Letter to Cornelia Cowles
In this letter, written while a student at Oberlin College in 1839, Betsy Cowles encourages her sister Cornelia to study harder, and gives her opinion of women's education. Cowles writes, "Oh! I do hope the time is not far distant when females will feel & act that they are made for something more than to flutter or to serve.”
Betsy Mix Cowles was one of Ohio's leading female educators and played a leading role in the abolition and suffrage movements in Ohio. In 1858, she became one of the first female superintendents of schools in Painesville, Ohio. Cowles joined the anti-slavery movement in Ashtabula County, and organized the Ashtabula County Female Anti-Slavery Society in 1835. She counted as close friends notable abolitionists such as Frederick Douglass and Abby Kelley Foster.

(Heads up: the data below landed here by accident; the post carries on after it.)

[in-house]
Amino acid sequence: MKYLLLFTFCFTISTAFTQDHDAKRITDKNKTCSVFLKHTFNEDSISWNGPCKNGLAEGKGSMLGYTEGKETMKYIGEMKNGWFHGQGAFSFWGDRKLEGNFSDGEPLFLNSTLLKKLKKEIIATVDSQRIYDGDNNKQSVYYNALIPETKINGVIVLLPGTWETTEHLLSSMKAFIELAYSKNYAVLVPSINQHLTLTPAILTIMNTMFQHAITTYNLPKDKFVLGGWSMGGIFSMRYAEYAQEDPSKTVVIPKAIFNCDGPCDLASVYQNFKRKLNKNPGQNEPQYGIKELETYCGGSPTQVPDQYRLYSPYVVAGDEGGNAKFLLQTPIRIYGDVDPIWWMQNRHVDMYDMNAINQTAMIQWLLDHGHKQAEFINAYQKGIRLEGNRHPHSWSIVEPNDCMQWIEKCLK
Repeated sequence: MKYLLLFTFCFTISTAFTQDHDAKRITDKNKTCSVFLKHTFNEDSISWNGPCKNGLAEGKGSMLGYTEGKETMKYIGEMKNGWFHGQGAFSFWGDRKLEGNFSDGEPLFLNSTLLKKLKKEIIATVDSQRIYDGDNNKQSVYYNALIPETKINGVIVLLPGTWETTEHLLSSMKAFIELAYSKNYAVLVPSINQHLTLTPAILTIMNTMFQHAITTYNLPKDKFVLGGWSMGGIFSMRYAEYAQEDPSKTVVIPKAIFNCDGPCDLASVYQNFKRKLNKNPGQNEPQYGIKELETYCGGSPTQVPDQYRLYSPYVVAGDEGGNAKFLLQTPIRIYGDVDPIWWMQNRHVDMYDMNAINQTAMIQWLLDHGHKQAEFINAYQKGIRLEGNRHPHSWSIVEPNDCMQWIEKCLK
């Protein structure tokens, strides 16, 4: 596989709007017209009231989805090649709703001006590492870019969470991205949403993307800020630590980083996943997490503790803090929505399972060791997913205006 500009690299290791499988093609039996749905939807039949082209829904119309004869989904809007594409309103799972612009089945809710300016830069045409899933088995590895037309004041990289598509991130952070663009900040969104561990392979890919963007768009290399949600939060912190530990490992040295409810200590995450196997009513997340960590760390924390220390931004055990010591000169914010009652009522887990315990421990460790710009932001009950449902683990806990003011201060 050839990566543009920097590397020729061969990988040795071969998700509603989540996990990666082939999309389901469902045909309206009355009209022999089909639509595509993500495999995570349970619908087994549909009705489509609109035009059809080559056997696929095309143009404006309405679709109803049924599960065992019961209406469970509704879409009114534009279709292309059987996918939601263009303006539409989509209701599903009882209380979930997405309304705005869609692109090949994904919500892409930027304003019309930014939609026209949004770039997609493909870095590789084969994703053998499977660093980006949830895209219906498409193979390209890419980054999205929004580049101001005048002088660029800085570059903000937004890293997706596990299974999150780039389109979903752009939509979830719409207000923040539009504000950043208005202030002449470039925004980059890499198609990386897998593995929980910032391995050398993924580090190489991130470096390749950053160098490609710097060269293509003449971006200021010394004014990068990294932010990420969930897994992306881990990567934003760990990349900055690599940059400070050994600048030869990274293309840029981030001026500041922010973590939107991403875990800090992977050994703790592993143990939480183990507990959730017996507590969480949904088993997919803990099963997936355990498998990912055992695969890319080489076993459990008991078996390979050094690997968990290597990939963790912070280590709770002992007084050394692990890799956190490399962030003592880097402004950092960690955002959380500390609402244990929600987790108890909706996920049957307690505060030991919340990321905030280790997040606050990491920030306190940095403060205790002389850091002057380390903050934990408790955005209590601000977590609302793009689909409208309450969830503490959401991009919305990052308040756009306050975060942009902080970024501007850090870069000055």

Suffrage was also very important to Cowles. She presided at the Women's Rights Convention in Salem, Ohio in 1850, and gave a report on labor and wages at the 1851 Akron Women's Rights Convention, where Sojourner Truth delivered her "Ain't I a Woman" speech.
Cowles, Betsy Mix, 1810-1876
Kent State University
Special Collections and Archives
Betsy Mix Cowles papers
Finding Aid for the Betsy Mix Cowles papers
Page 2 of letter
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Curated by Kathleen Siebert Medicus with guest contributors